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Imagining nationalism through Anzac suffering

  • 23 April 2012

Every year Anzac Day comes around and events held across Australia attract ever growing numbers of people. At dawn services proportionately more youthful and larger crowds venerate the memory of young men (and some young women) who died in the many wars Australia has fought since the late 19th century.

The growth in popularity of Anzac Day is an intriguing phenomenon. It occurs in a period when the vast majority of Australians have never had anything to do with the armed services and have never experienced violence, other than perhaps in the street or the pub or the home.

Australia no longer has conscription or national service and most young people, especially those with tertiary education, would not consider the military as a future career path. The Australian Defence Force has been struggling to meet its recruitment quotas for some time now.

So the reason Anzac Day draws such large numbers cannot be that those who attend have a personal connection to the services. There are also some underlying cultural currents at work.

There is no doubt that Anzac Day represents a form of nationalism — this is not to belittle it, only to recognise its true nature. Anzac Day is part of a process of national imagining that takes place through ritual commemoration — a process described by historian Eric Hobsbawn in his book The Invention of Tradition and by Benedict Anderson in his famous exegesis of nationalism, Imagined Communities.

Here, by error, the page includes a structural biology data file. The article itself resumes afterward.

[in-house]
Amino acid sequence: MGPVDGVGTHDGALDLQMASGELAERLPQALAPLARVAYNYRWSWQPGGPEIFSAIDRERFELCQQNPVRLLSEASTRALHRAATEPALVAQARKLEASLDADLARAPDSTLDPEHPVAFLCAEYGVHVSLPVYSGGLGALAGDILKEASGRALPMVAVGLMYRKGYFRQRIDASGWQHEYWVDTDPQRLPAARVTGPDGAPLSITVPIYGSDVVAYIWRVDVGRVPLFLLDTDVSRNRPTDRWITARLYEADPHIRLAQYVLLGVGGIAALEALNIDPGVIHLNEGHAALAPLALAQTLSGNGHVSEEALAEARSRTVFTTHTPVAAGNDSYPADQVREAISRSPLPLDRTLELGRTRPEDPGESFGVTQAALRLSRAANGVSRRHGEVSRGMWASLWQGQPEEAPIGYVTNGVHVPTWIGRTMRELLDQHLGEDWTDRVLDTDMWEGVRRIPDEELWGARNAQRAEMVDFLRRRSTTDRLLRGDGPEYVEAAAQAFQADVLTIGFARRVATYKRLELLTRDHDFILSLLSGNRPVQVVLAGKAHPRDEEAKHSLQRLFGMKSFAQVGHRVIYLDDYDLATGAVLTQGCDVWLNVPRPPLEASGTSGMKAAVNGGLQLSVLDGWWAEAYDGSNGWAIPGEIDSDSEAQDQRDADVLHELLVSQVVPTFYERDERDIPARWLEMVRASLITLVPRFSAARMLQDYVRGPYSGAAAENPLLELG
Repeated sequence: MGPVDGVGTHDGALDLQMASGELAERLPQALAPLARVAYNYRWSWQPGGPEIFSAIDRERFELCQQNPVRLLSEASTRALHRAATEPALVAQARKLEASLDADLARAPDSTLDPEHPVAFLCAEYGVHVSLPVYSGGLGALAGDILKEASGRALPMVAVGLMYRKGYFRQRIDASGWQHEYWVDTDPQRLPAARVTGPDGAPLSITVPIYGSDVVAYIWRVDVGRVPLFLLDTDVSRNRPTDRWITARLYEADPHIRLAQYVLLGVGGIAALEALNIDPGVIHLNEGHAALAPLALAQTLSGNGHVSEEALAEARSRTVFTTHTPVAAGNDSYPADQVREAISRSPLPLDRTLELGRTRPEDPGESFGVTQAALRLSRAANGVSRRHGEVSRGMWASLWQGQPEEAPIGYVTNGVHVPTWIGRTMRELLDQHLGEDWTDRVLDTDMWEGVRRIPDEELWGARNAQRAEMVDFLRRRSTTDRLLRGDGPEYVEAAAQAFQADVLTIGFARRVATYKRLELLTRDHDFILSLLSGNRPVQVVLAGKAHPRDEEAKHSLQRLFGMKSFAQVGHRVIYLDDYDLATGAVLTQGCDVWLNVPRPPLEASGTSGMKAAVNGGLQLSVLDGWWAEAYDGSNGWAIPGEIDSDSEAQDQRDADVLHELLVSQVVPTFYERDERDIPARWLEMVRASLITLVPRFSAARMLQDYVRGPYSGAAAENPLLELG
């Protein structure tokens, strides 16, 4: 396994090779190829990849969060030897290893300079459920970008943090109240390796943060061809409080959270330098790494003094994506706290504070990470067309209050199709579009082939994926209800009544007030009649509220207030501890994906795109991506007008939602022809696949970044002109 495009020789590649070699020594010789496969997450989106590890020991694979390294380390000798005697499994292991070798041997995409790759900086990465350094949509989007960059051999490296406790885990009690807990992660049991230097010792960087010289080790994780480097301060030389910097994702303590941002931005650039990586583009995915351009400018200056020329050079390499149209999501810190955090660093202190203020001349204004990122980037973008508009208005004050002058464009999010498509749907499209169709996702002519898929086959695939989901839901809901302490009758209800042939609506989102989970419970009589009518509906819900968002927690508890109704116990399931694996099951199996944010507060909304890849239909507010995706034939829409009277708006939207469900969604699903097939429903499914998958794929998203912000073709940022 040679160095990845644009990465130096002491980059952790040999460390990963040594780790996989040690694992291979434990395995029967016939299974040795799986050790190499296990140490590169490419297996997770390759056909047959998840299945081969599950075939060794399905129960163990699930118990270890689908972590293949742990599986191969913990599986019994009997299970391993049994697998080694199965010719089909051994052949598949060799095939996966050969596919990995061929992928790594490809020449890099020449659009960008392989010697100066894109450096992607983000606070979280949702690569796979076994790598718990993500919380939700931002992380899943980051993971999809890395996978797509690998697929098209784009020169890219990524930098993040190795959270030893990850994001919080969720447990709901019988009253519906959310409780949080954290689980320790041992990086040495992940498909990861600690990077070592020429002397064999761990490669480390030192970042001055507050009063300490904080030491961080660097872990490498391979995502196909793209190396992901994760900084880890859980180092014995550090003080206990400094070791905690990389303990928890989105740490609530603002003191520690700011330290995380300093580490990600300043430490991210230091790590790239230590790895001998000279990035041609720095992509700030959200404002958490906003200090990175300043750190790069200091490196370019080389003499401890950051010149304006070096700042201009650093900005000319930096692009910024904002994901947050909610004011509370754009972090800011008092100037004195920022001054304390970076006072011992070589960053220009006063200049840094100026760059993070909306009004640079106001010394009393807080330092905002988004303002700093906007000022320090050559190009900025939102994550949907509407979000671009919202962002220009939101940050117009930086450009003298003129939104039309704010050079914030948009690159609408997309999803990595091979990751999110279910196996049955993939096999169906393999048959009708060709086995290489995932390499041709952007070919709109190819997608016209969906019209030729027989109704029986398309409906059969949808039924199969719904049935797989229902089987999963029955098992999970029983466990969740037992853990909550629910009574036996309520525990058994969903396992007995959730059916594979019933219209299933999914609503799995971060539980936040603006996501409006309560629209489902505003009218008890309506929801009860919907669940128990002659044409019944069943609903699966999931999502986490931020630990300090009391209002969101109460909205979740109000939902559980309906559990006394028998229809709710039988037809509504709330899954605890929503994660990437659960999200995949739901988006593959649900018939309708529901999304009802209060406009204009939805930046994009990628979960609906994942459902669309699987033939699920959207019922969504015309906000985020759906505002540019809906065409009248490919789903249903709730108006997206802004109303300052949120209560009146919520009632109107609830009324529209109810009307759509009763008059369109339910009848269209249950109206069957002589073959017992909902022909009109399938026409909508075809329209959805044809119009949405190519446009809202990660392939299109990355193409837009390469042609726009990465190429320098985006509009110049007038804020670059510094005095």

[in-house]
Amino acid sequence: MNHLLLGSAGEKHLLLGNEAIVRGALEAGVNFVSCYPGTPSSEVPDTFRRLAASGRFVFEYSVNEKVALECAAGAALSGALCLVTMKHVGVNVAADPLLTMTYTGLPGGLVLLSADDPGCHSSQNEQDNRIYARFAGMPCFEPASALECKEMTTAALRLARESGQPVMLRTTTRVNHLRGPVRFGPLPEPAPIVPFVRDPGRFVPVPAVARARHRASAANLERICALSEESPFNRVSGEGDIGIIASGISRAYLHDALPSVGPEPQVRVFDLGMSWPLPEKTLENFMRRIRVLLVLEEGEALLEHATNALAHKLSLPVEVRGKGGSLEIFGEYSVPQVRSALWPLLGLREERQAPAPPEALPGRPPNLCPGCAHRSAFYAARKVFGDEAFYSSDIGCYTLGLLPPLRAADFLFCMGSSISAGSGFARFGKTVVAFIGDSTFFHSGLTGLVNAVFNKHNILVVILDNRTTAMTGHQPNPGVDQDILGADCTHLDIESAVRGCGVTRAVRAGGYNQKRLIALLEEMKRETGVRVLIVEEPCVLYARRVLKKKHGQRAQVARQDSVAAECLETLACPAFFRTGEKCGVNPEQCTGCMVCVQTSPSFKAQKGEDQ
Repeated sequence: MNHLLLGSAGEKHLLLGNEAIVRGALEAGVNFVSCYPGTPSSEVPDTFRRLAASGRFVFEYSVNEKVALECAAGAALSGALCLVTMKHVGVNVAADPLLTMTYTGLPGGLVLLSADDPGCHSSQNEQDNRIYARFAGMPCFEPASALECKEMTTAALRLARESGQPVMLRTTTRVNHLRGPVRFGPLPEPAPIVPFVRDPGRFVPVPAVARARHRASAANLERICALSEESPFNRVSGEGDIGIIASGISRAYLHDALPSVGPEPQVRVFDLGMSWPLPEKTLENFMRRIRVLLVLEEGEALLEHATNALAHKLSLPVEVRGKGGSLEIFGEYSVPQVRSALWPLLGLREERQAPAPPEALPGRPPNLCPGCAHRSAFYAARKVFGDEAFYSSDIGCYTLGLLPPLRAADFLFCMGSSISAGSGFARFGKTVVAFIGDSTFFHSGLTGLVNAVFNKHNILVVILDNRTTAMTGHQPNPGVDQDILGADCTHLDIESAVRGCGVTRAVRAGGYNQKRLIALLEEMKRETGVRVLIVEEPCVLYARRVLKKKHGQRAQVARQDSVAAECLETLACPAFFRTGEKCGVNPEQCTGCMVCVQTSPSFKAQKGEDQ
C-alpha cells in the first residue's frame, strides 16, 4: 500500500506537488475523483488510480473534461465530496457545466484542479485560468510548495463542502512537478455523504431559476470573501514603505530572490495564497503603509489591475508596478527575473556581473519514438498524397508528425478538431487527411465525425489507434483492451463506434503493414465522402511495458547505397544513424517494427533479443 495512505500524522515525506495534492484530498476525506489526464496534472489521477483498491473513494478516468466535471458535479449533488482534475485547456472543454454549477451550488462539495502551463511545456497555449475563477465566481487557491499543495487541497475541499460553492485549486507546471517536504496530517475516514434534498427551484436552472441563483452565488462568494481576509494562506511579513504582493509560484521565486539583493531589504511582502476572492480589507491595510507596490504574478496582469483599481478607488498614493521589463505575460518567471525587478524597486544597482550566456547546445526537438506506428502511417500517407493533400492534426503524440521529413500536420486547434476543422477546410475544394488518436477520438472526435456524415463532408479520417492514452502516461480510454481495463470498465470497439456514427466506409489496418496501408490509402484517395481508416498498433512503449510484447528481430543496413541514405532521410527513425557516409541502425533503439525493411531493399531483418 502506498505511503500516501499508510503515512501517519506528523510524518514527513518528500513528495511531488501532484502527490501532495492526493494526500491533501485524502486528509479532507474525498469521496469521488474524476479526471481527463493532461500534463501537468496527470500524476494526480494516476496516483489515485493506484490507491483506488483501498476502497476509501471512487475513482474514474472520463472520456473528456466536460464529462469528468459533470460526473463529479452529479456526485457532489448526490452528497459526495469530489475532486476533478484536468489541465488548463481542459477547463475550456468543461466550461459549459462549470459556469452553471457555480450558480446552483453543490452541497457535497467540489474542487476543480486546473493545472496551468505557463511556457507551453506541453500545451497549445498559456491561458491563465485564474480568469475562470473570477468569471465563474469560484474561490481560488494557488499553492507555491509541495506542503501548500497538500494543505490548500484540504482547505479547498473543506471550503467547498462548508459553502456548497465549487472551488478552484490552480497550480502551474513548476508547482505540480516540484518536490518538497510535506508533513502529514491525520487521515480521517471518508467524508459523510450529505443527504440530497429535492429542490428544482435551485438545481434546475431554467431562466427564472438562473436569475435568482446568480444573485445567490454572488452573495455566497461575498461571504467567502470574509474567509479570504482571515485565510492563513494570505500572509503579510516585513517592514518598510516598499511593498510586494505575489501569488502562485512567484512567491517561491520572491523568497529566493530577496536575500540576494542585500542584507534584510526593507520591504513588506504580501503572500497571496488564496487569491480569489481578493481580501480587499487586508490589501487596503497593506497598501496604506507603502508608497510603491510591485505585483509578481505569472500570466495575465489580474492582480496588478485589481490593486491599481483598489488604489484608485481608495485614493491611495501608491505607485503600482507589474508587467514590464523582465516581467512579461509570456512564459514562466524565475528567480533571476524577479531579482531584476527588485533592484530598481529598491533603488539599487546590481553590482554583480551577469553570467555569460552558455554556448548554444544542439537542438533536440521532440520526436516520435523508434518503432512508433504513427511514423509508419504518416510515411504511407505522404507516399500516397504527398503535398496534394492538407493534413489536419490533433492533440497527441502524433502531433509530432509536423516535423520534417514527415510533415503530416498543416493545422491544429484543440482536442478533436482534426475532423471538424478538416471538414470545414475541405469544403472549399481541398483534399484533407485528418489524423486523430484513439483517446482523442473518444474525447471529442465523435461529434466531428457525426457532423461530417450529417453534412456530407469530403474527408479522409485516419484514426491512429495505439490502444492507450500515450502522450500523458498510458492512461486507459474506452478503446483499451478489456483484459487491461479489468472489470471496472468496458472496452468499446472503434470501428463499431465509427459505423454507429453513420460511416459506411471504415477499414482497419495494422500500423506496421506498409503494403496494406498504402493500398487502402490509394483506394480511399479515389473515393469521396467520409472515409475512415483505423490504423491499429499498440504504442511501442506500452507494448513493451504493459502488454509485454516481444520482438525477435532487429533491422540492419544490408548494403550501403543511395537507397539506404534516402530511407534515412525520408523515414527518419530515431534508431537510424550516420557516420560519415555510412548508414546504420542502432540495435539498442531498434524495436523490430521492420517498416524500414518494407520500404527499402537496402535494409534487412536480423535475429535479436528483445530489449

By paying tribute to the Anzacs, Australians reinforce their sense of common identity: in doing so the Australian nation is imagined as a sovereign and limited community defined by certain ideals.

Arguably this focus on ideals is what makes Anzac Day so popular. Day to day political affairs and cultural and social debate is often antagonistic — democracy as a process of public argument rather than public reasoning. And in the realm of morality, modern life is defined by a plurality of moral perspectives so that it is difficult to form a moral consensus on a wide variety of issues. Anzac Day, by contrast, is an occasion for public concord and consensus — it is marked by displays of solidarity.

The 20th century political theorist Isaiah Berlin argued that nationalism often manifests itself most strongly in